Welcome to ThripsID2001

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Welcome to ThripsID2001


This work has three purposes:

  1. to provide a user-friendly and fully illustrated means of recognising most of the thrips species that have been recorded as pests in various parts of the world;
  2. to provide a range of basic information about these species and the genera in which they are placed;
  3. to provide basic information on the classification and biology of the members of this order of insects, the Thysanoptera.


Worldwide, more than 5000 species of Thysanoptera are known. This identification system to 180 species thus cannot be expected to provide more than a guide, and as such must be used with caution. However, although scarcely 1 in 30 of the described species is included, most of the thrips species that are found commonly in association with crops in all parts of the world can be recognised using this system.

The 1400 photomicrographs of slide-mounted specimens of 180 species included here should enable a student to become familiar rapidly with the range of body form amongst thrips, and thus build-up the knowledge and confidence to learn to identify pest species accurately. These photomicrographs were taken with a JVC 3-chip camera, the multiple images at different focal planes being processed and amalgamated to maximise the depth of field, using the software Automontage from Synoptics Ltd., Cambridge, UK. Many of the best of these images are from specimens that were prepared especially for this photography. However, some of the images are from standard museum slide preparations, some of which involve specimens that are too dark for good photographic results.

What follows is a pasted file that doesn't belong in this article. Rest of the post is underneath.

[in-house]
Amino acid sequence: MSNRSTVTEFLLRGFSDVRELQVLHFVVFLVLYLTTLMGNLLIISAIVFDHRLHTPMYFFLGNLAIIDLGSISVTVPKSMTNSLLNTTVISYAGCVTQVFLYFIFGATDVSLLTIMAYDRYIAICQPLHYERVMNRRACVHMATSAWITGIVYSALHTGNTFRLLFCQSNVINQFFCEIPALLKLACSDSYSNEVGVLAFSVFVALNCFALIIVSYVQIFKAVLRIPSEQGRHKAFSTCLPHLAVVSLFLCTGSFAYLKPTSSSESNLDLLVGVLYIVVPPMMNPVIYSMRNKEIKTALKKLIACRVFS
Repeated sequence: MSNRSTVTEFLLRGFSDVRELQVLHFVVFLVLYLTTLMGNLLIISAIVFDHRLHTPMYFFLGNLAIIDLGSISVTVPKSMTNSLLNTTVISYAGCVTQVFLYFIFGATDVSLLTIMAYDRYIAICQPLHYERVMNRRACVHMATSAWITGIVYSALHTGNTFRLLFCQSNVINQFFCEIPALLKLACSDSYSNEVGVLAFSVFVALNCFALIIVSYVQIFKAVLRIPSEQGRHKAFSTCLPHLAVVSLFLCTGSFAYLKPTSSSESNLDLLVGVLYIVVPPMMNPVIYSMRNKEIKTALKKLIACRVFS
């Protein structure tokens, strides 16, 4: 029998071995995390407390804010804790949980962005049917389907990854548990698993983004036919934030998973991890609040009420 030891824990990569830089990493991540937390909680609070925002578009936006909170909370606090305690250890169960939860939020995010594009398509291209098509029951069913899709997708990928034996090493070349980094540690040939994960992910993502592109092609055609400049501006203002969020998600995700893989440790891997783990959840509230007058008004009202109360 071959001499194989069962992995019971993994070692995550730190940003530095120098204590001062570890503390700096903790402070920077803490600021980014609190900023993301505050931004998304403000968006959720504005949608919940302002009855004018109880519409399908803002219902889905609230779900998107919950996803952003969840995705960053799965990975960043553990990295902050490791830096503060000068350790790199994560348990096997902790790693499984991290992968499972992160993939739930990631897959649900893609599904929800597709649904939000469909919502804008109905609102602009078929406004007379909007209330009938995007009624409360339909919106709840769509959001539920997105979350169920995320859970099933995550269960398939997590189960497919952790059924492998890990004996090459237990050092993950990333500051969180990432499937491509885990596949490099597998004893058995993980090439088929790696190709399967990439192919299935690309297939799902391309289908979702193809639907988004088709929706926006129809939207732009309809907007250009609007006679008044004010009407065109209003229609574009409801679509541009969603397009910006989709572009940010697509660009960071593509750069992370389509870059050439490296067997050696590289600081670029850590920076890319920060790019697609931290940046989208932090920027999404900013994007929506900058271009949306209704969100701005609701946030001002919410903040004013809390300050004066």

ThripsID2001 is derived from two similar but much smaller systems that were produced during 1998 and 1999 under contract to the Australian Quarantine Information Service. The operating system, LucID, is developed at the University of Queensland, Australia, and information and contact addresses about this software, together with an on-screen Tutorial, are available by using the Help button on the main screen.


The authors will be pleased to receive comments at the following addresses:
Laurence Mound:
Gerald Moritz:



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Chaetanaphothrips signipennis

Anisopilothrips venustulus

Desmothrips australis

Haplothrips aculeatus

Heterothrips arisaemae

Holarthrothrips indicus

Melanthrips ficalbii